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8 important trends from one of the world's most influential design shows

Grillage chair by François Azambourg for Ligne Roset.


Here's a roundup of the standouts, from a sly new spin on matryoshka dolls to the year's (surprising) hottest hue from Paris's Maison + Objet, one of the world's most influential interior design shows.

Sea-to-sky blue

Pinky orange honeysuckle may have been anointed Pantone's much-ballyhooed colour of the year for 2012, but it seems the rest of the design world has another favourite: turquoise. (At least if the wash of blues at Maison + Objet is to be believed). Unquestionably, multiple variations on turquoise – from morning-sky misty to Caribbean Sea intense – dominated upholstery, home accessories and even wall coverings. Most notably, French furniture company Ligne Roset featured a selection of its iconic seating produced in various soft blues. Turquoise also married nicely with neutrals at Roche Bobois. Denmark's Normann Copenhagen showed tableware in deep teal. Honeysuckle, should we send out a search party?

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Tubular textures

Some looked like exaggerated squeezes of toothpaste; others evoked David Hockney's painterly depiction of timber. Mostly, exaggeratingly large twisting ropes or tubes stood out as a design element that originated from a practical purpose – although it was also used solely for decorative texture. Thomas Eyck, a "design publisher" from the Netherlands, showed poufs crafted from large cords of knitted wool. Vitamin, a startup line from London, is now moving into production on suspended lamps wrapped in colourful monkey's-fist knots.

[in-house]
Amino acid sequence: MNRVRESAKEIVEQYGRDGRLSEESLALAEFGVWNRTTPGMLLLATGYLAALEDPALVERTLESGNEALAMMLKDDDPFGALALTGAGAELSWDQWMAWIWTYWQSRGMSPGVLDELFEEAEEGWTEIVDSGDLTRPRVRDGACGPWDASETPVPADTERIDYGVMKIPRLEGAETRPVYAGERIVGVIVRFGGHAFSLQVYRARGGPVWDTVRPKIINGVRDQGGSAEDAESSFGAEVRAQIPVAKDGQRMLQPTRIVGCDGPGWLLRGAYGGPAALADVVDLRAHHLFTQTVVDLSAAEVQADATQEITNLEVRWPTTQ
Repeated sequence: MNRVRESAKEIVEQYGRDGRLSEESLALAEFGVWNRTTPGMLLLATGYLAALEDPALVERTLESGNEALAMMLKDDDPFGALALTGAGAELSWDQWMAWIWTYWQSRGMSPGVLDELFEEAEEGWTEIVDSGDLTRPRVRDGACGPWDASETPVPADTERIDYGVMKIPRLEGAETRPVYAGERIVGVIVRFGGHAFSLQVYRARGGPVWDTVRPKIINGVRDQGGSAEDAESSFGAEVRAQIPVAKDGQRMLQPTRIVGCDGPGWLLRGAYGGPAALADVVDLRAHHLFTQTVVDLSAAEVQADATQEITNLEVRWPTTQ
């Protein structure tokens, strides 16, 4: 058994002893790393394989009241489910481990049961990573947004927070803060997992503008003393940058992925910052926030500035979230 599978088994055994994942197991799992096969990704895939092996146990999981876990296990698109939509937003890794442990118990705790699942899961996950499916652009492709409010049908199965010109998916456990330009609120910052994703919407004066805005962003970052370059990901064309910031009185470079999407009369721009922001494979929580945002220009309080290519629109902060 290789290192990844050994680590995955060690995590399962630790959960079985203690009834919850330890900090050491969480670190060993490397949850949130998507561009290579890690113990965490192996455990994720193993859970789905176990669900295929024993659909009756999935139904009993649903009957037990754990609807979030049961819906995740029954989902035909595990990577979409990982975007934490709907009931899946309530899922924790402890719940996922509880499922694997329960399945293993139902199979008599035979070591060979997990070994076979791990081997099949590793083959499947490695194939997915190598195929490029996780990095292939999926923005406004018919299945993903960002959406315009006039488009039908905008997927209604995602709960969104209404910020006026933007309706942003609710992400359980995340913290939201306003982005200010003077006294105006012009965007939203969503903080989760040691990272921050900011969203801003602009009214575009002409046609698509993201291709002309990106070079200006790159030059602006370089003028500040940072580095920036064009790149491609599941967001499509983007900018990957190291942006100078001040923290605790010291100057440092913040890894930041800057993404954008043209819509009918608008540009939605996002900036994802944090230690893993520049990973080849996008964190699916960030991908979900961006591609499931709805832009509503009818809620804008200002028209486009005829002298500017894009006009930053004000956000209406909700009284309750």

Thank the continuing economic anxiety – or the desire for an under-the-mattress banking alternative. Whatever the case, storage options for loose change and valuables are expanding beyond conventional safes and piggy banks. Like a damaged shipping crate dipped in gold, the Millionaire safe by Portuguese company Boca do Lobo is presumably meant to be ironic. Less so – but no less dramatic – is the steel-framed chest by French furniture designer Erwan Boulloud that has been burned and stained to menacing effect and sculpted as if buckling from the weight of an antique safe nesting on top. For loose change, Italian design studio Seletti offered the Money Box, a new bulb-shaped porcelain bank daintily decorated with Victorian-style illustrations.

Natural-born crystals

Maison + Objet's Designer of the Year, Japan's Tokujin Yoshioka, has worked and collaborated with crème de la crème brands such as Hermès, Swarovski, Issey Miyake and Kartell. But for this installation, he has grown crystals and transformed them into haunting natural sculptures. These include a crystallized "sofa." Still immersed in its murky blue aquarium, it looks like a less inviting version of furniture you'd find at an ice

Three more individual highlights (in no particular order)

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20 Hangers by Italy's Alice Rosignoli for Ligne Roset: Make use of all of them, or better yet, use just one for an in situ sartorial vignette. This suspended hanging system could well become a fixture of high-end boutique hotels.

Bougies Russes Candle Holders: Just when you thought you'd seen every possible interpretation of the matryoshka doll, Stephan Lanez (for promising new French manufacturer By Marcel) designed six frosted bell-jar candle holders that stack inside one another when not in use.

The Faint table by Patricia Urquiola for Italian manufacturer Glas: Here, an already sleek piece benefits from a clever trompe l'oeil; one side finished in white gradually fades to transparent glass – like freeze framing a magic trick.

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